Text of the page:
The daughter of a convicted Nazi spy is asked by American agents to gather information on a ring of Nazi scientists in South America. How far will she have to go to ingratiate herself with t... Read allThe daughter of a convicted Nazi spy is asked by American agents to gather information on a ring of Nazi scientists in South America. How far will she have to go to ingratiate herself with them?The daughter of a convicted Nazi spy is asked by American agents to gather information on a ring of Nazi scientists in South America. How far will she have to go to ingratiate herself with them?
Notorious is a very stylish production. Ingrid Bergman, who usually wore little makeup in her films, has a very natural sensuality and wears lovely 40s hats and suits very elegantly. Cary Grant is hitting his stride as the fashion icon he later became in the 50s. The suits are slimmer than they were in earlier roles and help emphasize Grant's lean and powerful, but graceful, physicality. Hitchcock's camera is characteristically authoritative, shaping the audience's impressions. It is very open to Bergman and very closed to Grant. Bergman is often shot in close ups and medium shots, and in flattering soft focus, and in accessible to the audience. Her heartrending luminosity, used so brilliantly in Casablanca is used again here by Hitchcock. Grant, on the other hand, is several times shot with his back to the camera, looking away from from the camera or with his face obscured by shadows. You suspect, but you never really KNOW what Devlin is feeling for the majority of the film. Grant is inscrutable and here is really demonstrating his economy --and brilliance-- as a performer. Sometimes he does seem a bit too stiff, especially since we know that he's capable of doing Dr. David Huxley and Editor-in-chief Walter Burns, but most actors wouldn't have dared to give such an understated performance as Grant does here.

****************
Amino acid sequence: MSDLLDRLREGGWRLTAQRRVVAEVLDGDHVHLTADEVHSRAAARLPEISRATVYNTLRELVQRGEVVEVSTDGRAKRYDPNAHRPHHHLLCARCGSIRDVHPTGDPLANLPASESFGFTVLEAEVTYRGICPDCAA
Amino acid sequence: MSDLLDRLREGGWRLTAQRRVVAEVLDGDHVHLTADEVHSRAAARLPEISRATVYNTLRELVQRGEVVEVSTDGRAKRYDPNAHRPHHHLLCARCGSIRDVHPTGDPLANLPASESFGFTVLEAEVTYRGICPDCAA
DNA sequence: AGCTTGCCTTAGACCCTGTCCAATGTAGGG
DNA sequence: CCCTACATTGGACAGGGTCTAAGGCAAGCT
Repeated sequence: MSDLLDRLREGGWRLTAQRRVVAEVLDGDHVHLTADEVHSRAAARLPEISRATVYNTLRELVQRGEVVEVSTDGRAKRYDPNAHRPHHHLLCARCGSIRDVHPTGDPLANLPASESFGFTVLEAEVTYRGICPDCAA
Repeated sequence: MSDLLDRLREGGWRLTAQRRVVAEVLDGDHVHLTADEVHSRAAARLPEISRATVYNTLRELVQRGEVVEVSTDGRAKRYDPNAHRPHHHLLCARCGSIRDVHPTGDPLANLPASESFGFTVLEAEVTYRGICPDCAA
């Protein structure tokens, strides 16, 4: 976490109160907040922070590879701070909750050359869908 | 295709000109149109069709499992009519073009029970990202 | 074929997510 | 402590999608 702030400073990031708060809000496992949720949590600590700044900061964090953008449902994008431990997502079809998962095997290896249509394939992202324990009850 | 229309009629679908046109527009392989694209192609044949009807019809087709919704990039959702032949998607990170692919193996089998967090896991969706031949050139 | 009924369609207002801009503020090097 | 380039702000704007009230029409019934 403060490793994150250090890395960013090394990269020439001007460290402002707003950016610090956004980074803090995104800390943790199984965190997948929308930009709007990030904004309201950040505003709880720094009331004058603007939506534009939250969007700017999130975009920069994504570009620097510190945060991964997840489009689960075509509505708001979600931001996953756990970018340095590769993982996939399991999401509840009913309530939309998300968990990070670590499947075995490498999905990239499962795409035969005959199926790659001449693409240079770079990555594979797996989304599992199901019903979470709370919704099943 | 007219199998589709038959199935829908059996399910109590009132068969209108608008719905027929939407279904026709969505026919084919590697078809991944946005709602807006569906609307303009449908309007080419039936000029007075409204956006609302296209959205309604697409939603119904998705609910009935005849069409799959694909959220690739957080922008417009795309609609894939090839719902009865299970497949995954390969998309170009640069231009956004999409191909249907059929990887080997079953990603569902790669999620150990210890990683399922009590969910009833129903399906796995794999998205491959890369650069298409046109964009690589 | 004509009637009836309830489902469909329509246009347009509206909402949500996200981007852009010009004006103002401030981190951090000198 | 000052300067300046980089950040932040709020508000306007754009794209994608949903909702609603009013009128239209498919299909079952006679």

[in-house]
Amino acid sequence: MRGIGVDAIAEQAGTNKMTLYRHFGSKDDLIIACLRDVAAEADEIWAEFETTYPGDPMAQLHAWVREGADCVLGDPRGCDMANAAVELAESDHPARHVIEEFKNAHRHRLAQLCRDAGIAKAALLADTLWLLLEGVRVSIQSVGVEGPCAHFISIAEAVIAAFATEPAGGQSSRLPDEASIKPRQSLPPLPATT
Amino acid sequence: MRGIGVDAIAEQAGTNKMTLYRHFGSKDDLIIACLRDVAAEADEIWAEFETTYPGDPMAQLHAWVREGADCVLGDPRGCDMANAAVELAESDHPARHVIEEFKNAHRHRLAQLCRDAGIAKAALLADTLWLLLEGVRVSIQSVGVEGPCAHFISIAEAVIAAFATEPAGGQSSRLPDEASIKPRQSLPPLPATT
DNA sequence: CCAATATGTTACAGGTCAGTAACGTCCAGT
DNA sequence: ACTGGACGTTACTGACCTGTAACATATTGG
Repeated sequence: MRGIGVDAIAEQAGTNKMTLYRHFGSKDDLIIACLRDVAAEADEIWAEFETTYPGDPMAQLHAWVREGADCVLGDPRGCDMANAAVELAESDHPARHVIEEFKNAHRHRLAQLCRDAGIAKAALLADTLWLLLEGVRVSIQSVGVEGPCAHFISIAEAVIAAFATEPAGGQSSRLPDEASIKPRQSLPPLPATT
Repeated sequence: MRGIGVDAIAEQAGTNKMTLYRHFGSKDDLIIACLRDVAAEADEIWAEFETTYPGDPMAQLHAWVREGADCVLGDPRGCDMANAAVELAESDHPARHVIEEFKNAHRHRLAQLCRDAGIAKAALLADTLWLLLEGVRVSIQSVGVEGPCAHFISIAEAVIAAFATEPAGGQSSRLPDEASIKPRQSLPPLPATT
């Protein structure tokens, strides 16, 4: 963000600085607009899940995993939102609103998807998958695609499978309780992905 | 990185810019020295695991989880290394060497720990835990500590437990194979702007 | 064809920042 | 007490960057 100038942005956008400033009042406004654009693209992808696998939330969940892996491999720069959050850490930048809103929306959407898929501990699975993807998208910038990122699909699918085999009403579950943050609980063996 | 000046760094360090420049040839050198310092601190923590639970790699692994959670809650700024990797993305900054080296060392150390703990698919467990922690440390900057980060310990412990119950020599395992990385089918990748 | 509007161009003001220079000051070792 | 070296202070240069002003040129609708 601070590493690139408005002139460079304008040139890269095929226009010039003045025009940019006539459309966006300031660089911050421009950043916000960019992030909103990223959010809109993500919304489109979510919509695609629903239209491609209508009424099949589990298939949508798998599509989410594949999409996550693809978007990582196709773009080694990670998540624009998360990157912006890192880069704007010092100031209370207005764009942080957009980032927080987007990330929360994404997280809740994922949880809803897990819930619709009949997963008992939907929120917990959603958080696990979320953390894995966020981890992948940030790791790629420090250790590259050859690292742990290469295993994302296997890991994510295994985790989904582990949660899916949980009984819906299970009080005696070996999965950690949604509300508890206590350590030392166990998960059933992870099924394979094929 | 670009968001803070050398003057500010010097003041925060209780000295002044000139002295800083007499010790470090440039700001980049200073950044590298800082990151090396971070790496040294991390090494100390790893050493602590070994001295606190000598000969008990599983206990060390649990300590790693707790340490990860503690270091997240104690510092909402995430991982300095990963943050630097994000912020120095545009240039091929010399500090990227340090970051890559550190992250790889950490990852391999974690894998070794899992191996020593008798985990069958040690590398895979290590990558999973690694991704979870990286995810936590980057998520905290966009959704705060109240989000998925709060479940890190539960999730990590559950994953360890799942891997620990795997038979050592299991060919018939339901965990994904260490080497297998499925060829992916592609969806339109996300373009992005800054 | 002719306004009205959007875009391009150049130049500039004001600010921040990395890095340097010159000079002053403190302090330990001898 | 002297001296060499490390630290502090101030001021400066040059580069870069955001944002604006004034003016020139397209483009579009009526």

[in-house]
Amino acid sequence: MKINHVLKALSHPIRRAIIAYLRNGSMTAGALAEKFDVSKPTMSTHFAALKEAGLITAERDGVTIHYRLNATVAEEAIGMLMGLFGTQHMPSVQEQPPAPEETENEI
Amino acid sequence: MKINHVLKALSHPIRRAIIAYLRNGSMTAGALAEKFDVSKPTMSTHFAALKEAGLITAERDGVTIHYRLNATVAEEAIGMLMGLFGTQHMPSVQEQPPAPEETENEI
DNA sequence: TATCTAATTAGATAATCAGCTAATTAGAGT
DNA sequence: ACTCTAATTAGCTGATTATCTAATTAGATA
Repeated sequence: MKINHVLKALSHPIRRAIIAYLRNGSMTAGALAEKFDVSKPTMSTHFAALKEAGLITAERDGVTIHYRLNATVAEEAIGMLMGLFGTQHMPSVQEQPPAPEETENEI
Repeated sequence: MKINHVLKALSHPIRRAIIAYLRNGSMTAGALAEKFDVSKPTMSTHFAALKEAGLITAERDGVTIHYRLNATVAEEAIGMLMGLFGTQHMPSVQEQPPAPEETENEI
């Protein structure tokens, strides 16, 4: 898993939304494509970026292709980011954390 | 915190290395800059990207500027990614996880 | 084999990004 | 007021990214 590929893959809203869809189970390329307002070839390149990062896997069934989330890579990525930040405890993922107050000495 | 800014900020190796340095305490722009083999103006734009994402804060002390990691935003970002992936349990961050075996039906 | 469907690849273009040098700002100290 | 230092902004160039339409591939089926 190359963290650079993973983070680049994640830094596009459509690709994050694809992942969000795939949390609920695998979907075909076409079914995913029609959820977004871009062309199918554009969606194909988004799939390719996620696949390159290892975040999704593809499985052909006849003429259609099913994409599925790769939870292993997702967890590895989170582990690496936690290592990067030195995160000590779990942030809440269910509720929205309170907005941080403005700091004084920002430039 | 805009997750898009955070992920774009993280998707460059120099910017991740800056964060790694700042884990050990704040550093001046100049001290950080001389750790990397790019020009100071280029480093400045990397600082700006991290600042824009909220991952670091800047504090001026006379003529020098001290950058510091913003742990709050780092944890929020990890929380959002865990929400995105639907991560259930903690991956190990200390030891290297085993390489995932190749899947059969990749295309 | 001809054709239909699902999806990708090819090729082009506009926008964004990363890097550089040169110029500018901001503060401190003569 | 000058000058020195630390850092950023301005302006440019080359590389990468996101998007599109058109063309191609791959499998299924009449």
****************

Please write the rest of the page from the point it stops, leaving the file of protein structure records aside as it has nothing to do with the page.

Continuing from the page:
The world of Notorious is very insular. Most of the film, with the exception of the love scenes, is indoors. Any other scenes that find the characters outdoors find the characters closed off. Barricaded between objects or people. All this gives the film a claustrophobic feel, like Devlin and Alicia have no place to hide and no place to breathe. People said that Hitchcock disliked actors. I don't think that's true, but Hitchcock seems to have extraordinary control over the technical aspects of filming. In order scenes to work actors must explicitly follow direction; they are the tools of film-making. All this attention to detail is absolutely necessary considering the complex composition of many of his scenes. The reputed "Longest kiss in film history" where Devlin and Alicia embrace and talk and kiss for several is a very intricate piece of blocking as the characters move from one room to another, Devlin speaks on the phone, reach, turn etc... If Hitchcock worked like someone like Howard Hawks, for instance, this sort of scene wouldn't be possible.
Since this is a Hitchcock film, people may be mislead into thinking that it's a thriller. It's not. It's really a perverse romance. The characters are more intricately drawn than they are in thrillers. Indeed, plot and character development seem to be equally important. The story does not move quickly but you don't really notice, you're too busy being immersed in Hitchcock's world. Thrilling, sexy, and moving, Notorious is highly recommended
- Jan 3, 2010